Secret chamber uncovered 2,000 years on at Nero palace
A team of archaeologists have discovered a secret chamber decorated with detailed frescoes during restoration work at Emperor Nero’s Domus Aurea or Golden Palace constructed two millennia ago. The team came across an opening leading to a room covered with depictions of mythical creatures including centaurs and the god Pan, officials from the Colosseum archeological park, supervising the work, said on Friday.
The archaeologists have dubbed the chamber, which will require excavation with much of it buried and just its vault currently visible, Sala della Sfinge, or the Room of the Sphinx and say it is a significant discovery. The find offers a tantalising glimpse into “the atmosphere of the 60s of the first Century AD in Rome,” the Colosseum officials said, adding that what could be seen of the vault was “very visible and fairly well preserved.” Set against a white background can be seen “red-edged squares finessed with yellow-ochre lines and golden bands punctuated by a dense series of floral elements,” the officials said.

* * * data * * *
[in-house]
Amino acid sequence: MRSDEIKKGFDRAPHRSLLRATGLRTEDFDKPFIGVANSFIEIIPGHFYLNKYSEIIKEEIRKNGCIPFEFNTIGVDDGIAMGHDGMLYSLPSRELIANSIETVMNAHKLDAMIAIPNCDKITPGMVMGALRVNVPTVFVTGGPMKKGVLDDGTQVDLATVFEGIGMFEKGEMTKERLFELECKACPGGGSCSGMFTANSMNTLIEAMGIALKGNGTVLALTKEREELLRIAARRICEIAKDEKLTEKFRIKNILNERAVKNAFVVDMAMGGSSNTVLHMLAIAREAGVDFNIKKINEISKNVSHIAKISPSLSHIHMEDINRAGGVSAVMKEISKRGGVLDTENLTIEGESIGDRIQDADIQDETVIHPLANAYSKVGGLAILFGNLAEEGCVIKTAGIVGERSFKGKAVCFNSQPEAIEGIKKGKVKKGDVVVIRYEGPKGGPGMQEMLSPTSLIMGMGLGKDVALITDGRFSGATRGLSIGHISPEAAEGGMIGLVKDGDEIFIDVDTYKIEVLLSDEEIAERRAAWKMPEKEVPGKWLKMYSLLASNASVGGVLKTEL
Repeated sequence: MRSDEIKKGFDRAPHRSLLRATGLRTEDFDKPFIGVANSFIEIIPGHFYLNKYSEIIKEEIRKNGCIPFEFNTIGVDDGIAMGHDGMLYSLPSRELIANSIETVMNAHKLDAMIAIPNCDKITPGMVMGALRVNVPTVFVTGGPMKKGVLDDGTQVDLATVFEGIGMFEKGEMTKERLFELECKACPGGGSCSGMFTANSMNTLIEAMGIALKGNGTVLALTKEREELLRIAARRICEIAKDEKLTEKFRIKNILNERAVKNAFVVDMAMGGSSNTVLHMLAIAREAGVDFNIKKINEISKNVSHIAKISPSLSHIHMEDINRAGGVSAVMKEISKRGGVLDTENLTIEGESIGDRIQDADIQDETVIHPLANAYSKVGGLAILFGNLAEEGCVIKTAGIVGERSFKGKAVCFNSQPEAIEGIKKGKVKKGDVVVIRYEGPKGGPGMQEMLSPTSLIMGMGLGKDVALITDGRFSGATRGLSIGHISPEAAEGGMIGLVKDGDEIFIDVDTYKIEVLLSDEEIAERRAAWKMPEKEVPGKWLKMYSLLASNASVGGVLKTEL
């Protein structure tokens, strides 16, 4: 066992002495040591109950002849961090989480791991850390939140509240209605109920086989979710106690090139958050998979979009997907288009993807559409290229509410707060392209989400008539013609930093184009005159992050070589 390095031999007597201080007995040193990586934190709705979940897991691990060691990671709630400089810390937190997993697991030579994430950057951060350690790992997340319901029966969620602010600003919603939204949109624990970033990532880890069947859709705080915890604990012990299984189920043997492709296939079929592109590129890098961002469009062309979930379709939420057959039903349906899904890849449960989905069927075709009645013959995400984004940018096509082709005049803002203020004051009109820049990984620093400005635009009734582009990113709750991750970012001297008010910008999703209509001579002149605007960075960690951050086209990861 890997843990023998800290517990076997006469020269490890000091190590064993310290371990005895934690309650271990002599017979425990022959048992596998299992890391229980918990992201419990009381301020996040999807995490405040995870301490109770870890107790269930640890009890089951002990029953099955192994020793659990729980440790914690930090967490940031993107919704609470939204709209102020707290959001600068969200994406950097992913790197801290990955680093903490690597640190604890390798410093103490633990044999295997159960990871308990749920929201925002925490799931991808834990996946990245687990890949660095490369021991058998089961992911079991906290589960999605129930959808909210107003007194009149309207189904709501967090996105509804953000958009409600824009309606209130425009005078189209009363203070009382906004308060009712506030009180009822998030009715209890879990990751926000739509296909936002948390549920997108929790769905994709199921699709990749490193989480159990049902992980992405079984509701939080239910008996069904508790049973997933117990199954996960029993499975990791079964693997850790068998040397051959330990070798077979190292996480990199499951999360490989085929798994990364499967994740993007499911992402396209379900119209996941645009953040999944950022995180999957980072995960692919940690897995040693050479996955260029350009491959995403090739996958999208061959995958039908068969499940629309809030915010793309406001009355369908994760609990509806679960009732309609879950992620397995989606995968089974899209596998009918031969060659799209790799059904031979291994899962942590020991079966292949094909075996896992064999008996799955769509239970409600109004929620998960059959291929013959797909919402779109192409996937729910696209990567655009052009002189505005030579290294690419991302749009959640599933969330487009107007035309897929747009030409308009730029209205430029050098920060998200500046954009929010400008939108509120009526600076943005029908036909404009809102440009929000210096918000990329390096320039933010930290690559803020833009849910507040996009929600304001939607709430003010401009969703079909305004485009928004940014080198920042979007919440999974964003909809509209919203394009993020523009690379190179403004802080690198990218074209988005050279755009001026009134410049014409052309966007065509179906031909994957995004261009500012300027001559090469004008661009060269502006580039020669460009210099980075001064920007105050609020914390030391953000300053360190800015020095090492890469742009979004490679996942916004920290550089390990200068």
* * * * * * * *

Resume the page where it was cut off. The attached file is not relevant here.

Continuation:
Each of the tiles depicts different types of animal form -- from panthers to birds, centaurs and a sphinx, while others show musical instruments. The archaeologists were working on a nearby area of the complex set beneath a hill next to the Colosseum in ancient Rome’s historic centre when they chanced upon the chamber. Architects and archaeologists secured the site once home to a gigantic landscaped palace and consolidated the frescoes with a view to embarking upon a further stage of excavation to reveal the room in its full splendour.
Built between AD 64 and 68, the immense complex, which other Roman emperors later built on, comprises buildings, gardens and an artificial lake. After Nero, who legend has it played the fiddle during the AD 64 fire which laid waste much of the centre of the Roman Empire, died in AD 68, his successors tried to destroy races of his rule. Emperor Trajan had the Domus Aurea covered over with soil and built baths over it while Vespasian set in train construction of the Colosseum where the ornamental lake had been.
In the intervening centuries, much of the site was abandoned and today only few traces remain visible of what was a huge estate and of which only a fraction has been excavated with much of it lying under today’s modern bustling city. Part of the site was discovered by Renaissance artists including Raphael, some of whom managed to slide down on ropes and squeeze themselves through a hole in the ceiling to gaze upon magnificent frescoes which would inspire their own works.